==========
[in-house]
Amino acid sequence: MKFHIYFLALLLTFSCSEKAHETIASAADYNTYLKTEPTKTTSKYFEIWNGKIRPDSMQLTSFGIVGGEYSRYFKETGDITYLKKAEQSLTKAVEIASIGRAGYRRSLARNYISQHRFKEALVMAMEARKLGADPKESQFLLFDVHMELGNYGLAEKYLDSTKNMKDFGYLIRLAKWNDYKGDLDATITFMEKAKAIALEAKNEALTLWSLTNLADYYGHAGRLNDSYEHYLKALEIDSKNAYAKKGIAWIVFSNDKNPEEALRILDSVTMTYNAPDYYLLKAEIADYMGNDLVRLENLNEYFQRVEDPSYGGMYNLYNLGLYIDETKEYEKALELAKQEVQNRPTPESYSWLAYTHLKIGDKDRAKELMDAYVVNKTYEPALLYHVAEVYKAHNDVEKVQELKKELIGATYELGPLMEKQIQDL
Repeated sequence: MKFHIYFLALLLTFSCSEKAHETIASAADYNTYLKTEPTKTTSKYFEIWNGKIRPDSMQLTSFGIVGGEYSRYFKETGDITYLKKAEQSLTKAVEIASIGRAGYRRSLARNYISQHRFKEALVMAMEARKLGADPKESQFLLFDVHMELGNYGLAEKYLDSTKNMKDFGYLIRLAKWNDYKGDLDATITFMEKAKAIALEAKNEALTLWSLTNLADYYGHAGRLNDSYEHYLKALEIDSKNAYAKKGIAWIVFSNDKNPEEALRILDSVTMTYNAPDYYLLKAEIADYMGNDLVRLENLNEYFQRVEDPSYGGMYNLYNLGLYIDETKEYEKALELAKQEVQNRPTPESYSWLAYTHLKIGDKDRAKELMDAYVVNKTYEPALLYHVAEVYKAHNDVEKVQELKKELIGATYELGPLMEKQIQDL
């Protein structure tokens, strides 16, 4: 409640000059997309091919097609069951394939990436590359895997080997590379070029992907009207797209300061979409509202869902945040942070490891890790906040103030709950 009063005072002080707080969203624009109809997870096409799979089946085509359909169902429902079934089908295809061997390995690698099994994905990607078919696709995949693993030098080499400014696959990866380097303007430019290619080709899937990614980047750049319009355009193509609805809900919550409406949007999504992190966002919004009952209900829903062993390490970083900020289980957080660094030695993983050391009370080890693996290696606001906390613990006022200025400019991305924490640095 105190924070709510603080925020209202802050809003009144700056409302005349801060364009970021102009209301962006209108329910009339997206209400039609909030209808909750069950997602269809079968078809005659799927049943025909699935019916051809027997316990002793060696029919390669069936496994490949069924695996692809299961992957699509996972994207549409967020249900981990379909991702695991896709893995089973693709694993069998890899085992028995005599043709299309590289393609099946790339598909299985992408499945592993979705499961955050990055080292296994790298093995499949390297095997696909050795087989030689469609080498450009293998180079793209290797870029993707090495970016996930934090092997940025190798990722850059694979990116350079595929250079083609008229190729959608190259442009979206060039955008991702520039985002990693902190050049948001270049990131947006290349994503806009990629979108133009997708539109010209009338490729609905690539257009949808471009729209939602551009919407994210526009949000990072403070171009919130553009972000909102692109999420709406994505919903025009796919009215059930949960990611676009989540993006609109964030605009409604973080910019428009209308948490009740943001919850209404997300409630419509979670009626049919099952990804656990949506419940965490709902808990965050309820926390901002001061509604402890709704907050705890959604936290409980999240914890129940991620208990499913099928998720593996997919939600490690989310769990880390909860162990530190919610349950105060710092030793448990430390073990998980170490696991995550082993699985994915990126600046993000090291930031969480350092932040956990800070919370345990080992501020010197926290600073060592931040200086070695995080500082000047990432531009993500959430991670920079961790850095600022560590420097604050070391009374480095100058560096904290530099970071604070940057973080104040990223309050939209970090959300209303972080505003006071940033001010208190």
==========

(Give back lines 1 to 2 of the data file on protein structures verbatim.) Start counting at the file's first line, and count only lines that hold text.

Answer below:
[in-house]
Amino acid sequence: MKFHIYFLALLLTFSCSEKAHETIASAADYNTYLKTEPTKTTSKYFEIWNGKIRPDSMQLTSFGIVGGEYSRYFKETGDITYLKKAEQSLTKAVEIASIGRAGYRRSLARNYISQHRFKEALVMAMEARKLGADPKESQFLLFDVHMELGNYGLAEKYLDSTKNMKDFGYLIRLAKWNDYKGDLDATITFMEKAKAIALEAKNEALTLWSLTNLADYYGHAGRLNDSYEHYLKALEIDSKNAYAKKGIAWIVFSNDKNPEEALRILDSVTMTYNAPDYYLLKAEIADYMGNDLVRLENLNEYFQRVEDPSYGGMYNLYNLGLYIDETKEYEKALELAKQEVQNRPTPESYSWLAYTHLKIGDKDRAKELMDAYVVNKTYEPALLYHVAEVYKAHNDVEKVQELKKELIGATYELGPLMEKQIQDL